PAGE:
Shirley, DG., 2018.
Stanislavski's System and the Director's Art in the Twenty First Century
|Output Type:||Chapter in a book|
|Publication:||The Great Stage Directors: Stanislavski, Antoine, Saint Denis|
|Brief Description/Editor(s):||Tait, P.|
Stanislavski's influence on theatre practitioners across the world throughout both the 20th and the 21st Century cannot be overestimated. The development of his 'System' and his quest for psychological depth and theatrical truth laid the foundations upon which contemporary understandings of the actor's craft have been established. But what of the director? To what extent, if any, have Stanislavski's methods served to influence the work of contemporary directing practice? How does his work speak to the great directors of today?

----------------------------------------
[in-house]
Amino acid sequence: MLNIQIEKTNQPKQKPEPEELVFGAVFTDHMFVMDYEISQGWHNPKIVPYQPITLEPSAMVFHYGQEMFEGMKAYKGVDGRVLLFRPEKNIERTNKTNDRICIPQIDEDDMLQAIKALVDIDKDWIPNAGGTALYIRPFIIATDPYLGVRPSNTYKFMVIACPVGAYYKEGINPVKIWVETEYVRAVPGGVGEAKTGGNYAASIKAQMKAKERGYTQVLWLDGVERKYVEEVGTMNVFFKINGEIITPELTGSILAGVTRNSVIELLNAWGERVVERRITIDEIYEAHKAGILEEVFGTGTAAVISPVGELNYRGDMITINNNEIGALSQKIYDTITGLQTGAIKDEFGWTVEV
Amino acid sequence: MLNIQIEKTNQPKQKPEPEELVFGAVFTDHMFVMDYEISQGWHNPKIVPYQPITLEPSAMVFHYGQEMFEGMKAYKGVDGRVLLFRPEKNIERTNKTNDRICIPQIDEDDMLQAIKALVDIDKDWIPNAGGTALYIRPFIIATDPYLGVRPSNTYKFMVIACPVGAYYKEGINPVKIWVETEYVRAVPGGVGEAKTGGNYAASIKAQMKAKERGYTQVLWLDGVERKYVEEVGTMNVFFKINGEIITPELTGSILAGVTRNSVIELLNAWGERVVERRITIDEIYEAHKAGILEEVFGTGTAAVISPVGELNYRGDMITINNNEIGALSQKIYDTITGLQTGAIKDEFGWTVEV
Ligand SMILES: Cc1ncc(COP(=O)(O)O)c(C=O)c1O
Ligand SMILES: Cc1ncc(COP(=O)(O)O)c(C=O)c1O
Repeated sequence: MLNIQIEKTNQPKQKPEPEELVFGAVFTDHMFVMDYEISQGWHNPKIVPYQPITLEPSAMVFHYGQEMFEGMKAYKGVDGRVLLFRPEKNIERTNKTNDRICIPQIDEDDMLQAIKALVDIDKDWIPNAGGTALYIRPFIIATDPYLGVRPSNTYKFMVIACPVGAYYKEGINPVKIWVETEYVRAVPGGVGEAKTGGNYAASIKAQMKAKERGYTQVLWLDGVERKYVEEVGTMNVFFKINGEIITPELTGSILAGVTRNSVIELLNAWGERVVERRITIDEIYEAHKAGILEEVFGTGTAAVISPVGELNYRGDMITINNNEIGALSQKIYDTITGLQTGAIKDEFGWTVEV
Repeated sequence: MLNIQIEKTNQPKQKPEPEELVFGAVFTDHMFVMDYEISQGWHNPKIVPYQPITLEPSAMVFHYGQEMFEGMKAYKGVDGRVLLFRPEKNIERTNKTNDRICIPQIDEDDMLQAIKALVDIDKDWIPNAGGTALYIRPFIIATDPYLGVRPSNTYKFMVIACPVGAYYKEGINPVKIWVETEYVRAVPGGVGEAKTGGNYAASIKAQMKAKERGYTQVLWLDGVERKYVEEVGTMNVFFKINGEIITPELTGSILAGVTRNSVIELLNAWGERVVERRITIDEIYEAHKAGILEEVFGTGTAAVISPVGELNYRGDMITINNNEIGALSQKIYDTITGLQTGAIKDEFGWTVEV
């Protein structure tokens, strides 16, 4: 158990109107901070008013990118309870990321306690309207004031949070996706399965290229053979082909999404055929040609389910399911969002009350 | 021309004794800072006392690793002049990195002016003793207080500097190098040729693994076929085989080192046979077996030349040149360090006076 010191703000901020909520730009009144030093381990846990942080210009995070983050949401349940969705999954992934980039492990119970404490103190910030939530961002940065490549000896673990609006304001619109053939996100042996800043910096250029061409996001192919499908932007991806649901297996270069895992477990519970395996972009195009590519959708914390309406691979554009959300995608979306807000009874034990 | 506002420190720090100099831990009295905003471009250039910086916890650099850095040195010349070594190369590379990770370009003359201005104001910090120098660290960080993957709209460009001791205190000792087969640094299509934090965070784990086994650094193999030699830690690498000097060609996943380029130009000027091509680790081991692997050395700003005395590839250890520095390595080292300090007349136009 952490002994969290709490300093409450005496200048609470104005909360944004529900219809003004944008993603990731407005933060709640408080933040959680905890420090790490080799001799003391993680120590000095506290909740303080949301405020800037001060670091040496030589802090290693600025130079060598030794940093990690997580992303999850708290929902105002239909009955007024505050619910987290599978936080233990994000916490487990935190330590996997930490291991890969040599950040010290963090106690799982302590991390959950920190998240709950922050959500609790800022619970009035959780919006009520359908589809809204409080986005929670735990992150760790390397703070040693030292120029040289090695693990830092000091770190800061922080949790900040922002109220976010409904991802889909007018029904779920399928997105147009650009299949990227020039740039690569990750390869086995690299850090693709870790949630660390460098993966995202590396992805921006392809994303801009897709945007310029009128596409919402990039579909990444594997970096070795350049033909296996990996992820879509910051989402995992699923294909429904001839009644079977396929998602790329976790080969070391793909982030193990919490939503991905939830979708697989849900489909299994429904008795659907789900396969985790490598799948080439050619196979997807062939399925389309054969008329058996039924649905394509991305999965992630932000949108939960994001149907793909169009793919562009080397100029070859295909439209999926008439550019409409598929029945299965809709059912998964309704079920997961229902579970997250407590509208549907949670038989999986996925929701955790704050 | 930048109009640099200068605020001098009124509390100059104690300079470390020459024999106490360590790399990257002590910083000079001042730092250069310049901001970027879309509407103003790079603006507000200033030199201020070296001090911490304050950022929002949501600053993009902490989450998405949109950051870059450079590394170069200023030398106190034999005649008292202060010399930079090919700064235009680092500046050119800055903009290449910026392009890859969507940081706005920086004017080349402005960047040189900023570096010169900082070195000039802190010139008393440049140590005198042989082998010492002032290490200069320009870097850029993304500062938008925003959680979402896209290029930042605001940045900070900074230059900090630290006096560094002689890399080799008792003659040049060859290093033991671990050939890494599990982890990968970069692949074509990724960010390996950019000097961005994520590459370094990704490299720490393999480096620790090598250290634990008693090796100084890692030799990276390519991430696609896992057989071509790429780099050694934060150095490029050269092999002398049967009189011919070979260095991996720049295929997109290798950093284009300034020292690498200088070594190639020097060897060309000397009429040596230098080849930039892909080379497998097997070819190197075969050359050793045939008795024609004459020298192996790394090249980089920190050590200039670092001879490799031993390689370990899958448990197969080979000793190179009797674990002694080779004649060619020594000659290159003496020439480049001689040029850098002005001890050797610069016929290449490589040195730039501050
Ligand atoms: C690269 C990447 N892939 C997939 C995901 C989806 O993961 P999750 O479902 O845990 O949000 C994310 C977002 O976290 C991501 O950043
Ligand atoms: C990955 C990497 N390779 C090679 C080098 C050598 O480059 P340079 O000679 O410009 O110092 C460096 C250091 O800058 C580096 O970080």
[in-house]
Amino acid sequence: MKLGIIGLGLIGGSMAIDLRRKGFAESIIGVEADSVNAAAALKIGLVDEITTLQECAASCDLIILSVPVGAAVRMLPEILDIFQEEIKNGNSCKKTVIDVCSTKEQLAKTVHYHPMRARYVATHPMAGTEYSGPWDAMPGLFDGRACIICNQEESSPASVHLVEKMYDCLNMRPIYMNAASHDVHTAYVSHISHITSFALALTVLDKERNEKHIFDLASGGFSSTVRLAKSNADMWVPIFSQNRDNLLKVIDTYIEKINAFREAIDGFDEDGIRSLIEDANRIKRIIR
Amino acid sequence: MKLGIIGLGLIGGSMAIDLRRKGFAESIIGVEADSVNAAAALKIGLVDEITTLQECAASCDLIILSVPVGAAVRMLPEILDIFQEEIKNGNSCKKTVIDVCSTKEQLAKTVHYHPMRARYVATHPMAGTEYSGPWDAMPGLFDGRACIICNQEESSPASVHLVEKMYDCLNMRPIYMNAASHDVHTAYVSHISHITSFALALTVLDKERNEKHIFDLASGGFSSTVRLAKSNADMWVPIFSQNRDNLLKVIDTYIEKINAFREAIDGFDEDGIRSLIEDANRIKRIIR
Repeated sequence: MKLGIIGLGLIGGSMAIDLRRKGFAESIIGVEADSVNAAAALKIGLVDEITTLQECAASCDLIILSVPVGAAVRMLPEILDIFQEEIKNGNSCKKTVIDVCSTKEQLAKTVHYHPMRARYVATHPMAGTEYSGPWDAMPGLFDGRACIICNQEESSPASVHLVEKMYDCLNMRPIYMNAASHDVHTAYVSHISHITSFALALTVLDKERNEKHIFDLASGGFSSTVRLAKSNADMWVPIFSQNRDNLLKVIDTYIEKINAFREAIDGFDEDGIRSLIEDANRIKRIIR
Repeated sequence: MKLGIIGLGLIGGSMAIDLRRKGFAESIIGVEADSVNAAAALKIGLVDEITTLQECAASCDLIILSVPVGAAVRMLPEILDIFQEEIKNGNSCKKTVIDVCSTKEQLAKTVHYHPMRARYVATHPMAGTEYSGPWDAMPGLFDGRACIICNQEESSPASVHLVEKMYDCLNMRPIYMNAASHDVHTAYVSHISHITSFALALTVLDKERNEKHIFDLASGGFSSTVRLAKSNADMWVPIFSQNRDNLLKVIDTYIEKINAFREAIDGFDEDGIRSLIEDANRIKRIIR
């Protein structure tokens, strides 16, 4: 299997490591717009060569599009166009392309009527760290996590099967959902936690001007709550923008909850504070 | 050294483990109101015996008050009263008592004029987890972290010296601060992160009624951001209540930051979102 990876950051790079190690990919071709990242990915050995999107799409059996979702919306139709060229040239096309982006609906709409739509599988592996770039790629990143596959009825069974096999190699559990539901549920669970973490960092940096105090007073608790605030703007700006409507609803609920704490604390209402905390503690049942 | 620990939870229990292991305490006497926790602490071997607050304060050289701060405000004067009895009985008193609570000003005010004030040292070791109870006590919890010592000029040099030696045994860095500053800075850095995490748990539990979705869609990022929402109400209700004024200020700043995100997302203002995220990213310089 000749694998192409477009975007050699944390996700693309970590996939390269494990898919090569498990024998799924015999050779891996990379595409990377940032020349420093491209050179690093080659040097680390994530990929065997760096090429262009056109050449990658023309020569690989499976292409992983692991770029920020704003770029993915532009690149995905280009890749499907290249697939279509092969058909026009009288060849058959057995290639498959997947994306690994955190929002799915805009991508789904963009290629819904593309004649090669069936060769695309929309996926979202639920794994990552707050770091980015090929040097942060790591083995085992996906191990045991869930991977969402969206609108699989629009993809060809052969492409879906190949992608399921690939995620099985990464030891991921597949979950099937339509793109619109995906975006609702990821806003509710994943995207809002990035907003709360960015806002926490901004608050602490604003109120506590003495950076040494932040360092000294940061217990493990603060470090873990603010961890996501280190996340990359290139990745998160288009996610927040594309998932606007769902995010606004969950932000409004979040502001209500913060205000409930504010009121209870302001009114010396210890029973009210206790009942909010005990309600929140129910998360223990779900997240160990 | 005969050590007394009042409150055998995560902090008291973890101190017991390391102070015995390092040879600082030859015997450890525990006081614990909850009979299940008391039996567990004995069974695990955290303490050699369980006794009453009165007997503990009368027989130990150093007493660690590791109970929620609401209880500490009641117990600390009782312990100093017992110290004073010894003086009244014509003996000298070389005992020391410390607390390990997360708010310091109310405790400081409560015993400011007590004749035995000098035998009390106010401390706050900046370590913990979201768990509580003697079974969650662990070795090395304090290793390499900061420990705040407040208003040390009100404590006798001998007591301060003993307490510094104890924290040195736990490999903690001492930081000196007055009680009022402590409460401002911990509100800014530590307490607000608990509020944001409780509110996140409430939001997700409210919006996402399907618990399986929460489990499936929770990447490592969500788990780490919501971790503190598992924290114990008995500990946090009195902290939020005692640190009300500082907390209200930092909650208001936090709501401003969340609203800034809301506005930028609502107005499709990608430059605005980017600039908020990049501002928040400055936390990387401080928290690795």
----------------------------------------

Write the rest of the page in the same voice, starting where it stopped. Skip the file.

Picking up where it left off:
Through an examination of the rehearsal practice, interpretative techniques and production work of three highly acclaimed, but very different British theatre directors - Max Stafford-Clark, Declan Donnellan and Katie Mitchell - this chapter examines Stanislavski's influence on contemporary understandings of the role of the director and assesses how different approaches to and interpretations/derivations of his methodology serve to shape the work of the theatre director in the early part of the 21st Century. Commencing with an assessment of the importance of ensemble and embodied research in Stafford-Clark's work, the chapter moves on to examine Donnellan's disavowal of 'character' as well his highly experimental and imaginative interpretations of the classics. In the final section, the chapter traces Mitchell's remarkably innovative and scientific appropriation of Stanislavskian methodology, paying particular attention to her work on the 'biology of emotions' and her subsequent development of 'live-cinema'.